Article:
One of the most popular Christmas songs this past year was Mary Did You Know. While the lyrics of the song may not be theologically sound, the song asks a most important question for us to meditate upon on this Feast of the Annunciation: What did Mary know when she consented to the angel?
In asking whether Mary knows that the Son she was soon to deliver, would one day be her Deliverer, the lyrics gloss over the Immaculate Conception. Through a singular grace, Our Lady was redeemed pre-emptively her Son from the Fall. But the Immaculate Conception is also important in answering the question because of its effects. Our Lady was untouched by Original Sin and any of its effects. Ignorance, properly speaking, is a lack of knowledge of something that one should know and is an effect of the Fall. Our Lady, immune to this effect, would have lived her life in what, Fr. Reginald Garrigou-Lagrange describes as, a “dark brightness, the darkness arising not from human error and ignorance, but from the very transcendence of the light itself.” In other words, she would have known all things that were humanly knowable at the time about the mystery of the Messiah and the Incarnation. Many of the Church Fathers thought she also was given a plentitude of infused knowledge that was directly related to the Incarnation. Either way, she would have known more about the Mystery of the Messiah than the most learned of the Jewish scholars. The rest would have remained in the darkness of faith.
How Mary Knew
For certain, Mary would have known all the prophecies of the Old Testament. She would have known that the 70 weeks of years prophesied by Daniel were expiring in her day. She would have understood that the Suffering Servant prophecies in Isaiah referred to the Messiah. She would have known that the child she was to carry was both her Savior and her God. There was no doubt in her mind as to the identity of the Child she was to conceive. As Fulton Sheen says, “Mary’s mind was filled with the thought of Divinity in the stable.”
Rather than being surprised by the content of the message of the Angel at the Annunciation, instead she is surprised that St. Gabriel was speaking to her. She did not know her mission prior to it being revealed, but once it is revealed to her she is fearful. She is fearful because she knows what it means for her. Like her husband Joseph, she believed in God’s Redemption through the Messiah, but because of her profound humility thought herself unfit to fulfill any role in it. She knows her own nothingness and yet has no doubts that “nothing is impossible for God.”
Two Examples Among Many
We can point to two instances among many that show her specific knowledge of the mission of her Son. The first is so subtle, that we can easily miss it.
When Our Lord is born, Mary wraps Him in swaddling clothing and lays Him in a manger. At first glance this seems so common place that we even wonder why it was included in the account. But then we realize that most mothers would not have placed their children in a hard manger with straw. Instead, they would most certainly have kept the child comfortable by holding him. But Our Lady knows her Son’s mission and that each and every act of suffering is redemptive. There is never a time when He is not the Messiah, but there is a time when because of normal human limitations, He relies upon His Mother to complete His mission. For her part Mary must always put the mission first, even though she could easily remedy His pain. Her suffering at seeing Him suffer, not just on the Cross, but even in the manger, merited her the title of Our Lady of Sorrows.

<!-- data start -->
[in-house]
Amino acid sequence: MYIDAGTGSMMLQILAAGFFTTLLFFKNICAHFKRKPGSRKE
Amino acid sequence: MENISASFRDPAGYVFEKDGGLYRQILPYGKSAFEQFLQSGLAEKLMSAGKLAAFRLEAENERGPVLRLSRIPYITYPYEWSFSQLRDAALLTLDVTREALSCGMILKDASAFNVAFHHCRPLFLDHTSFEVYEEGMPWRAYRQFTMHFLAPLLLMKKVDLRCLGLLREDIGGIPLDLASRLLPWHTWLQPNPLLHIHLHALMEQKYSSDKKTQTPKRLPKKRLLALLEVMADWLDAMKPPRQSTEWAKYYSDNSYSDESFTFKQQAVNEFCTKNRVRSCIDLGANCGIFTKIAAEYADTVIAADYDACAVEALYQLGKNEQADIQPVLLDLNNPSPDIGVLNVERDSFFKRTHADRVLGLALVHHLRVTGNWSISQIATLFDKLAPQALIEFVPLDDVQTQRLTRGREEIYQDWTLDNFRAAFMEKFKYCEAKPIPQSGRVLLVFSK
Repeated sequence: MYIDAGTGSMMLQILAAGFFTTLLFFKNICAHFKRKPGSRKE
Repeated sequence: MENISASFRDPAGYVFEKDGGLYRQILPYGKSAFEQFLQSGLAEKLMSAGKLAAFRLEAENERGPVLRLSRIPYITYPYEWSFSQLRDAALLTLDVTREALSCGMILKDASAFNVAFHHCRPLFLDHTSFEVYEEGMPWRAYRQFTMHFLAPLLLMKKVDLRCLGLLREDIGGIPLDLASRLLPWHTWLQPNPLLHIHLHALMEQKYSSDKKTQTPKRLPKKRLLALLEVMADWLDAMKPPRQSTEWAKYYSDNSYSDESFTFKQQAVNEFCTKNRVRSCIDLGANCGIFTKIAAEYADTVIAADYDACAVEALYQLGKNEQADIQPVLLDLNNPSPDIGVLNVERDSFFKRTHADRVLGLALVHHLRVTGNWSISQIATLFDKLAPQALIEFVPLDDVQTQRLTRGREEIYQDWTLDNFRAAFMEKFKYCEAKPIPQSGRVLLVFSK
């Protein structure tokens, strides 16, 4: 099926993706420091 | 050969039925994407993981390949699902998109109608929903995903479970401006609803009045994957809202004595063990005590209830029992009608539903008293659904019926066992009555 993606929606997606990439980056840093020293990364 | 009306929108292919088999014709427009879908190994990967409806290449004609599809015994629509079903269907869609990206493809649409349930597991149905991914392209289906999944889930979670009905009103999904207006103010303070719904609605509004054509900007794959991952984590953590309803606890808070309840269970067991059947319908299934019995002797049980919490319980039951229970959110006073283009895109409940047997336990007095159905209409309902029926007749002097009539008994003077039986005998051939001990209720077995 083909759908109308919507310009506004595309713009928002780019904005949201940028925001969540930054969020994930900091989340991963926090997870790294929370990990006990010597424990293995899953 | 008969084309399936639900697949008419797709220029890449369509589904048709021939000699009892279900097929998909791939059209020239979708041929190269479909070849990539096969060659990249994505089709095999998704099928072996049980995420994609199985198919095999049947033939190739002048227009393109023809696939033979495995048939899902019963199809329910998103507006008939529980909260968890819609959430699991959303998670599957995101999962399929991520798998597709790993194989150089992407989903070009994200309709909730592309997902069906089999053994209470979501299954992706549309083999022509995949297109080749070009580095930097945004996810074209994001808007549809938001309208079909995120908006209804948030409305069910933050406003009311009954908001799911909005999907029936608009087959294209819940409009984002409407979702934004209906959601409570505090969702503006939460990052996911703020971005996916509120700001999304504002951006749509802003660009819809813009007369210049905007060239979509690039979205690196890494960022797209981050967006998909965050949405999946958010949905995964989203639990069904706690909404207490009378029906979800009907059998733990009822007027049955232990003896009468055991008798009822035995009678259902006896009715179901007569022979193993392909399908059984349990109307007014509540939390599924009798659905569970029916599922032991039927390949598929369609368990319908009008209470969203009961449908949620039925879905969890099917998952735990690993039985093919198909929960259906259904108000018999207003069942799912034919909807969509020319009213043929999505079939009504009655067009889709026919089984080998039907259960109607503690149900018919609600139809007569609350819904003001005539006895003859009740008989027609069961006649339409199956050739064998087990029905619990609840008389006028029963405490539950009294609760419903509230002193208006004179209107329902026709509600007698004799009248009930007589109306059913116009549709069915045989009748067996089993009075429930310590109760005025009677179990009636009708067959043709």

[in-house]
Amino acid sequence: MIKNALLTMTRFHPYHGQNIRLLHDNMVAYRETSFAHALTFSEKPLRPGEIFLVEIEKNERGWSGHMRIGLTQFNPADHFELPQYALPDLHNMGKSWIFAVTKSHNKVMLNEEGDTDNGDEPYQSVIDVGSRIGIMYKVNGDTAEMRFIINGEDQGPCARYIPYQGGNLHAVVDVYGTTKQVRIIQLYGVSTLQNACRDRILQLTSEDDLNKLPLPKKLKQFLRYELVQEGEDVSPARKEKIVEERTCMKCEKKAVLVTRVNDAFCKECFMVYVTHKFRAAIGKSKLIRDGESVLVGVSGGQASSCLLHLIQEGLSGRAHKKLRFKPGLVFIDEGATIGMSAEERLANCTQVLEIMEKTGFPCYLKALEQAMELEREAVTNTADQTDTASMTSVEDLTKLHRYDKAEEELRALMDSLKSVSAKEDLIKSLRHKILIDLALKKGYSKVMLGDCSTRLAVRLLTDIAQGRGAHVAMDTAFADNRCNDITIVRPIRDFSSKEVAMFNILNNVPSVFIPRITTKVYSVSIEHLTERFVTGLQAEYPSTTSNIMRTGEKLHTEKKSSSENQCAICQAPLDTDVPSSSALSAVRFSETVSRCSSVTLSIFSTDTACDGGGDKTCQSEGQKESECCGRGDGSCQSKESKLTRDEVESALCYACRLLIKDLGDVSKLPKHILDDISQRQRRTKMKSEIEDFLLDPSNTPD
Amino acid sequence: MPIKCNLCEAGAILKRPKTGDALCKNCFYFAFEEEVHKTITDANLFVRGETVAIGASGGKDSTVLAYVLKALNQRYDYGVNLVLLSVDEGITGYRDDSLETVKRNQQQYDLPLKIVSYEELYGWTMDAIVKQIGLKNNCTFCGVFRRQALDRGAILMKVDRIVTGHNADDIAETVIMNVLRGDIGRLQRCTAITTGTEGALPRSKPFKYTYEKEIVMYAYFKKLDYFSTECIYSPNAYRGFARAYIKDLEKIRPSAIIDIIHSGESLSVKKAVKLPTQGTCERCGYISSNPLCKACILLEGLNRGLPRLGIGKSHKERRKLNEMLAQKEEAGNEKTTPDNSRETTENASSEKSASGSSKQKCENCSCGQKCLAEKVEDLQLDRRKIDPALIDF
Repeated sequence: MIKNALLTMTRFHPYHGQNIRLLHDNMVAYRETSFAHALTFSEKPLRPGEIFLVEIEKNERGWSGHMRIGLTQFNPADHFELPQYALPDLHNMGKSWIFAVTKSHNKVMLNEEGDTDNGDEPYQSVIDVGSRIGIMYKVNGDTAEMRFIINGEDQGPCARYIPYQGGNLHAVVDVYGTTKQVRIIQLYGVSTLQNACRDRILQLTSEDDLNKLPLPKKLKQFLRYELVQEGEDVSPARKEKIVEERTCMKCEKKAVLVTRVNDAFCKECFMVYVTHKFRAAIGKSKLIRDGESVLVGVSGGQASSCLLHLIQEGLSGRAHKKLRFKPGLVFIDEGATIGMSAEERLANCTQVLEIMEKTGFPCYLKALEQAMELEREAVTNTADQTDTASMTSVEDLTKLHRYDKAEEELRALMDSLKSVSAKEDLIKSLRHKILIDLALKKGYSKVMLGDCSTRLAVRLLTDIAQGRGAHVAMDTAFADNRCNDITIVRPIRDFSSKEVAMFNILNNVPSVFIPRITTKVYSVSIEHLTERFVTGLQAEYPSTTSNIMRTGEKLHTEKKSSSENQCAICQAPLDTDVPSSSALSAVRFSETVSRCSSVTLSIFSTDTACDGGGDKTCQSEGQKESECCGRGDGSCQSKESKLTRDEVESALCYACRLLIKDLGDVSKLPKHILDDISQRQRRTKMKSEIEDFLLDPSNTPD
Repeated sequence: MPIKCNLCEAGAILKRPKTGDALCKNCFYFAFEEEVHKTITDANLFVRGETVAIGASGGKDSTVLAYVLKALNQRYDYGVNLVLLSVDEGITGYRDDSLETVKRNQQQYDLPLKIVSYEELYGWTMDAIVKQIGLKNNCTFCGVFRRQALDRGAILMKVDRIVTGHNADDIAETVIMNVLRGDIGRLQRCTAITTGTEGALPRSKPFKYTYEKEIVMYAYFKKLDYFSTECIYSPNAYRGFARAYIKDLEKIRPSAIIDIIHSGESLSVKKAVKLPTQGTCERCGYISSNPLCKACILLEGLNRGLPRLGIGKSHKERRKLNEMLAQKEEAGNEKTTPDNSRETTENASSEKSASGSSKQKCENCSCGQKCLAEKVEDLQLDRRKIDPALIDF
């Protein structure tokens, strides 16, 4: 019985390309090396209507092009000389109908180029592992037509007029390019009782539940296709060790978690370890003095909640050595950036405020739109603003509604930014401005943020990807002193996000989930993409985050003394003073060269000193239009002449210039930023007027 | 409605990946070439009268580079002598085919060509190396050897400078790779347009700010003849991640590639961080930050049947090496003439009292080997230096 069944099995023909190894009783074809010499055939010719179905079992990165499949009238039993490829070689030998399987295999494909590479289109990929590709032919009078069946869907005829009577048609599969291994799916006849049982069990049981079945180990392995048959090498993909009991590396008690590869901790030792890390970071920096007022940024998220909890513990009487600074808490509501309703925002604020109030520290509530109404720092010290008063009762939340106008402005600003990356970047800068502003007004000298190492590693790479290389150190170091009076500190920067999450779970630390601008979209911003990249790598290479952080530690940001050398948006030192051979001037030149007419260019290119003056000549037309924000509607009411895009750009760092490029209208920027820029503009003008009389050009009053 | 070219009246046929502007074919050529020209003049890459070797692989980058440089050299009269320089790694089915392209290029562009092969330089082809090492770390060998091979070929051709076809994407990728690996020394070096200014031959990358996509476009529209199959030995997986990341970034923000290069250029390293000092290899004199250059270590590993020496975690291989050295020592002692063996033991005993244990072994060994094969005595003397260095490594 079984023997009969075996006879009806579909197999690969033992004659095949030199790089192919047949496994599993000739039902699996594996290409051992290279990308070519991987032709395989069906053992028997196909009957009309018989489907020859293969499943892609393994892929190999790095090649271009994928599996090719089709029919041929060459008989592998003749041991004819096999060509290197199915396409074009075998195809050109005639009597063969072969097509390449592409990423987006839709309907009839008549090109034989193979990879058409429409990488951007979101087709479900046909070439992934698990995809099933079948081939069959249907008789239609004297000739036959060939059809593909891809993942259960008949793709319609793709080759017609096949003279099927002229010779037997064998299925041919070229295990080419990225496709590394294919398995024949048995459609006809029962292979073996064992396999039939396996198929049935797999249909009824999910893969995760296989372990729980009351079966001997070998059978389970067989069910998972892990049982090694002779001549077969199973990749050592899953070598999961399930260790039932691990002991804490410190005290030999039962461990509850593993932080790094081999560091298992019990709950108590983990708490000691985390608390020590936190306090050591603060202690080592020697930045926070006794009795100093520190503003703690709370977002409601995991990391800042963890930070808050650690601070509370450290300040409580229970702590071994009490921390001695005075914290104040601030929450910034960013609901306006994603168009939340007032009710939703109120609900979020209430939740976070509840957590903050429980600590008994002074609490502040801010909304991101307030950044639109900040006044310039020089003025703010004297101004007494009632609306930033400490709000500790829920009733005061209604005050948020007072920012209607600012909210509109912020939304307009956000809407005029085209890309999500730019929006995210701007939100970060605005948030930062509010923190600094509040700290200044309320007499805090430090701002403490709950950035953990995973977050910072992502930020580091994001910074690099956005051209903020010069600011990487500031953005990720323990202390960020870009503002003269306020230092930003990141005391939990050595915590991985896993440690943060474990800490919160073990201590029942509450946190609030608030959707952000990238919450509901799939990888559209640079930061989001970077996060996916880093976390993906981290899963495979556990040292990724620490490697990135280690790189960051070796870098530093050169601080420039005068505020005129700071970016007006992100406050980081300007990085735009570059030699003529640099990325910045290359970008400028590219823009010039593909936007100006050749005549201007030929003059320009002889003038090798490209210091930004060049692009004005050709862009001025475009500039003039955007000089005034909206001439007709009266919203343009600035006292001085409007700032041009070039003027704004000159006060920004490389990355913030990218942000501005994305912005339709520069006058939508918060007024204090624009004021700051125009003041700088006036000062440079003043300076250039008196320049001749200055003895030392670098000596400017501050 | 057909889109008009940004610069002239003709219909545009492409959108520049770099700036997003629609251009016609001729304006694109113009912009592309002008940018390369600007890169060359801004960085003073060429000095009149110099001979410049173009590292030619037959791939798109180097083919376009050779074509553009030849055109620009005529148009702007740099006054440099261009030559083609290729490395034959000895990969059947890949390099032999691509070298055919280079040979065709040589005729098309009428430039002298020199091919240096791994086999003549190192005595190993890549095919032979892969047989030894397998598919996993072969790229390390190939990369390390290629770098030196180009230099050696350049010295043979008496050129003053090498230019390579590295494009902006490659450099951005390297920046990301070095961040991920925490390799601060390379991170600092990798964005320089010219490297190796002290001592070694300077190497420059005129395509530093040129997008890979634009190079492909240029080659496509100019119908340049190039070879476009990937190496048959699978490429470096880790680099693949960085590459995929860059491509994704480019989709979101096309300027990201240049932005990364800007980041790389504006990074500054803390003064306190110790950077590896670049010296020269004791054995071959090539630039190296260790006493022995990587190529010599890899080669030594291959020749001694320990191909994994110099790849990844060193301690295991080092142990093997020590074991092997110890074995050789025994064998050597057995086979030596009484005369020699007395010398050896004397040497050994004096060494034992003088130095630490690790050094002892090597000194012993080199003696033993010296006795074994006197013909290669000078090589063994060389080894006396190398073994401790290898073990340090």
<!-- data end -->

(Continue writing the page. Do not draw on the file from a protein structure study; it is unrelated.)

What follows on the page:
The second “moment” is at Cana. Here the connection with the Fall, Adam and Eve and redemption with the New Adam and the New Eve is made most explicit. But notice that it is Mary who initiates Our Lord’s public ministry. It is as if He once again asks her if she is willing to go with Him to His hour. The Annunciation and the Miracle at Cana are inexorably linked.
Mary’s Freedom and Knowledge
There is also a more fitting reason Mary must have known what was to transpire. The Angel Gabriel comes to Our Lady not with a demand, but with a request. God has sent him because He seeks Mary’s cooperation. He will not initiate salvation without her say-so. It is God’s “dependence” on Mary and her unique role in His saving mission that has earned her the title of co-redemptrix.
Eve may have had no choice in becoming the mother of all the living, but the New Eve would have a choice. God wanted a free cooperator. The will as a blind faculty can only choose based on knowledge. As knowledge grows, the freedom with which we act increases. If Mary’s fiat was total, then her knowledge must have been as well.
God could have defeated sin in the beginning by limiting human freedom. Given He chose the greater good of human freedom, why would He circumvent it when finally defeating sin? Instead He secured salvation through a supreme act of human freedom. If Eve freely and with full knowledge cooperated in mankind’s downfall, then the New Eve would untie the knot freely and with full knowledge.
This is not to say that Mary did not need faith. She did not know everything and she had to make an act of faith in order to jump from seeing that what God “does to me” (Lk 1:38) is really the thing that the “Almighty does for me” (Lk 1:49). Nor was it all Mary—although it was a free act, she who was “full grace” cooperated fully with it. Mary needed both faith and grace, but God did not want to pull the wool over her eyes.
“Mary, did you know?” Yes, she most certainly did.